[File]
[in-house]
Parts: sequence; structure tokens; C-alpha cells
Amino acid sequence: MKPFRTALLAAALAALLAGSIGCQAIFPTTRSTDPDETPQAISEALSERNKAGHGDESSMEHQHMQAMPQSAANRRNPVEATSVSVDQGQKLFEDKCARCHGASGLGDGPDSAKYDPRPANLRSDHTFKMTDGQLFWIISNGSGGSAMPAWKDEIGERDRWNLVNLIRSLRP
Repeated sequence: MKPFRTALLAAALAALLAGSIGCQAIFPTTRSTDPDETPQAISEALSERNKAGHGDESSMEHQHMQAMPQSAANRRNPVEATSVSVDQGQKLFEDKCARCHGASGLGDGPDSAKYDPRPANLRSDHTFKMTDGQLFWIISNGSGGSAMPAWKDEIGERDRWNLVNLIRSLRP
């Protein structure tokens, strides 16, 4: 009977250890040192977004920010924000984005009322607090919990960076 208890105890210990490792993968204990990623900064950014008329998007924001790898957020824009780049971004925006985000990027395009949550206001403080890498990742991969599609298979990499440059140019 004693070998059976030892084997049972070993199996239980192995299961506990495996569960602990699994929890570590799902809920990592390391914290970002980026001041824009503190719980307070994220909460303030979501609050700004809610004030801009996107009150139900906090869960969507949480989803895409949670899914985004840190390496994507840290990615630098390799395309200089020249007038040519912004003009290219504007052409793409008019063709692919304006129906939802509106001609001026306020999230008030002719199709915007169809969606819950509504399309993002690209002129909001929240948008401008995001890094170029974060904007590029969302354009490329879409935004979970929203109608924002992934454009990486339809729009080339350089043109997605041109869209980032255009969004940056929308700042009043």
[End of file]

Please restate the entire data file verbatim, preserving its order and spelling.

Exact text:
[in-house]
Parts: sequence; structure tokens; C-alpha cells
Amino acid sequence: MKPFRTALLAAALAALLAGSIGCQAIFPTTRSTDPDETPQAISEALSERNKAGHGDESSMEHQHMQAMPQSAANRRNPVEATSVSVDQGQKLFEDKCARCHGASGLGDGPDSAKYDPRPANLRSDHTFKMTDGQLFWIISNGSGGSAMPAWKDEIGERDRWNLVNLIRSLRP
Repeated sequence: MKPFRTALLAAALAALLAGSIGCQAIFPTTRSTDPDETPQAISEALSERNKAGHGDESSMEHQHMQAMPQSAANRRNPVEATSVSVDQGQKLFEDKCARCHGASGLGDGPDSAKYDPRPANLRSDHTFKMTDGQLFWIISNGSGGSAMPAWKDEIGERDRWNLVNLIRSLRP
């Protein structure tokens, strides 16, 4: 009977250890040192977004920010924000984005009322607090919990960076 208890105890210990490792993968204990990623900064950014008329998007924001790898957020824009780049971004925006985000990027395009949550206001403080890498990742991969599609298979990499440059140019 004693070998059976030892084997049972070993199996239980192995299961506990495996569960602990699994929890570590799902809920990592390391914290970002980026001041824009503190719980307070994220909460303030979501609050700004809610004030801009996107009150139900906090869960969507949480989803895409949670899914985004840190390496994507840290990615630098390799395309200089020249007038040519912004003009290219504007052409793409008019063709692919304006129906939802509106001609001026306020999230008030002719199709915007169809969606819950509504399309993002690209002129909001929240948008401008995001890094170029974060904007590029969302354009490329879409935004979970929203109608924002992934454009990486339809729009080339350089043109997605041109869209980032255009969004940056929308700042009043």